Earthquakes happen every day in New Zealand. Learn what to do before, during and after an earthquake to minimise risk to you and your family.

For general preparedness, every household should create and practice a Household Emergency Plan and assemble and maintain Emergency Survival Items and a Getaway Kit. In addition, every household should take earthquake-specific precautions and plan and practice what to do in the event of an earthquake.

Action messages

  1. Pick safe places in each room.
  2. Practice drop, cover and hold.
  3. Make sure your home and critical buildings are securely anchored to their foundations.
  4. Secure heavy objects both inside and outside the home.
  5. If you are outside, find a clear spot and drop to the ground.
  6. If you are inside when the shaking starts, move no more than a few steps to a safe place and drop, cover and hold.
  7. Expect aftershocks.
  8. Check yourself and then others.
  9. Look for fires.

Download our hazard app to help you make it safely through a disaster.

More information on how to prepare for an earthquake and what to do following an earthquake to minimise risk of injury:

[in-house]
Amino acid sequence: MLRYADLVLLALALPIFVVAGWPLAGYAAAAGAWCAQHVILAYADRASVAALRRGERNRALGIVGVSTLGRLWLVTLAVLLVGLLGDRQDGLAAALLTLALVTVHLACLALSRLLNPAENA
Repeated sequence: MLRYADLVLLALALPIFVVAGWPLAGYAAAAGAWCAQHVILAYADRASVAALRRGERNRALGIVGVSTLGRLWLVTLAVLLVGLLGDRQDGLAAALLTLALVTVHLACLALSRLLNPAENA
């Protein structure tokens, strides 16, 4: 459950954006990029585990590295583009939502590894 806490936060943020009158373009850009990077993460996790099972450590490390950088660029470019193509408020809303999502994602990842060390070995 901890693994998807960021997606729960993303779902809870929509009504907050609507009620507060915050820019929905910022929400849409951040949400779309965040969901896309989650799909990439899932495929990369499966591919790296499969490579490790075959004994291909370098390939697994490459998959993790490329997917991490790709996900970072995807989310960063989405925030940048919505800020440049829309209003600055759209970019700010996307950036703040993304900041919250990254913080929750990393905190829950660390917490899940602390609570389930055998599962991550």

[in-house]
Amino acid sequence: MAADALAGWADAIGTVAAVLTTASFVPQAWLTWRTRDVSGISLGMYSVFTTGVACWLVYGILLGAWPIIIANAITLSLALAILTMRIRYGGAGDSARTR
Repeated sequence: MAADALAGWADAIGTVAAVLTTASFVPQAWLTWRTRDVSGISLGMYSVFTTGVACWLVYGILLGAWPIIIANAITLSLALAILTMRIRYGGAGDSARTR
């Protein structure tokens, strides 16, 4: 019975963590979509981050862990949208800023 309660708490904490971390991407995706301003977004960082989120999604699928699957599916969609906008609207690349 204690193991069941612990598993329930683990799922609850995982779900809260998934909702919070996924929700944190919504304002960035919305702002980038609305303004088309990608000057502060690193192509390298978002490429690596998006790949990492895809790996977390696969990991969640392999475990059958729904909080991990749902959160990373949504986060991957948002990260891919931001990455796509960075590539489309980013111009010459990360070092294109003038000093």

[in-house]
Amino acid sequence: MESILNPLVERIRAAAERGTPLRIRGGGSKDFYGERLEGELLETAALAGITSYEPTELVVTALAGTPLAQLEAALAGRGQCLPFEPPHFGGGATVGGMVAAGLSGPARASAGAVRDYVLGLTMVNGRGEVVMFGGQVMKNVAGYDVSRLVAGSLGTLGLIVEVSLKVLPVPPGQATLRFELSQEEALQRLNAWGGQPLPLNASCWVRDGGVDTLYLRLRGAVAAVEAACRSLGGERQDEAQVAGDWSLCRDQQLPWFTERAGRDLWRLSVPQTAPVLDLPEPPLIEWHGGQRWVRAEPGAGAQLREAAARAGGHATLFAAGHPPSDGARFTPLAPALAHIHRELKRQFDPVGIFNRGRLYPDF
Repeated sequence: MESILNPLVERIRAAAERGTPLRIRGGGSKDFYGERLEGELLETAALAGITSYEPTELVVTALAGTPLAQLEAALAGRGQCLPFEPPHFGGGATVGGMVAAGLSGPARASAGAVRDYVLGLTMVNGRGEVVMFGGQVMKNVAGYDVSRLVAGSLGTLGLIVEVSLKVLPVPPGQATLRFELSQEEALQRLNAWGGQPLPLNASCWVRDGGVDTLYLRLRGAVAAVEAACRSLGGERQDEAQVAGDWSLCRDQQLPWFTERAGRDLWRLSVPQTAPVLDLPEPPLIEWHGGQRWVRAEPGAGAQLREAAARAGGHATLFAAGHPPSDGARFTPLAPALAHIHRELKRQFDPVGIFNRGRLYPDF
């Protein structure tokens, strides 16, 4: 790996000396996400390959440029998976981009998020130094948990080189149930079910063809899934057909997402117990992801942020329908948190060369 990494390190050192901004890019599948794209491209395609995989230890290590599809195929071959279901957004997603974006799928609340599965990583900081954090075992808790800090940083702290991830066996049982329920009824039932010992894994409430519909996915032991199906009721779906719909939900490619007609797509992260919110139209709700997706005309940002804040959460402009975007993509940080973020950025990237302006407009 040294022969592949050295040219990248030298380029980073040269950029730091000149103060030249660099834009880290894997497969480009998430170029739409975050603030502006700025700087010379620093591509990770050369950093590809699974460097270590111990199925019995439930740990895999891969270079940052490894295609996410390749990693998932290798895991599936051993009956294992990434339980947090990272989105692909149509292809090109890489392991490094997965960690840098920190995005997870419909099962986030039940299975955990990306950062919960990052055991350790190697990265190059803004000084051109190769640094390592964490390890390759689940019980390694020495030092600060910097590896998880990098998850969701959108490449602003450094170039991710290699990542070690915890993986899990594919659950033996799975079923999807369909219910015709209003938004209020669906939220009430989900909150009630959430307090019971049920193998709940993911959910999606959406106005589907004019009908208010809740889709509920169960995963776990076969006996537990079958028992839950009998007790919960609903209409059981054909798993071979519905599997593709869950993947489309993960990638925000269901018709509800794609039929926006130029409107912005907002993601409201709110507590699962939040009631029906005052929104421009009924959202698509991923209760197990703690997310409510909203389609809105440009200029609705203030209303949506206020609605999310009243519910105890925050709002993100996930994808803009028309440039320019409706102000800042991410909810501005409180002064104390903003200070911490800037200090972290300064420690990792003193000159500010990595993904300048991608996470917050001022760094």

Earthquakes - Civil Defence guide (PDF)

More about earthquakes

Instruments record the ground shaking from over 14,000 earthquakes in and around the country each year. Most are too small to be noticed, but between 150 and 200 are big enough to be felt.

Ground shaking from earthquakes can cause buildings and bridges to collapse; disrupt gas, electricity, and telephone services; and sometimes trigger landslides, avalanches, flash floods, fires, and tsunami. Buildings with foundations resting on unconsolidated landfill or other unstable soils are at increased risk of damage, as are homes not attached to their foundations.

In general, damage to buildings is the main cause of financial loss from earthquakes. Collapse of buildings is the main cause of casualties, either through crushing or entrapment. Loss of services is the main cause of people becoming displaced.

Learn if earthquakes are a risk in your area by contacting your local council.  Information about earthquake risk is also available on the GNS Science website.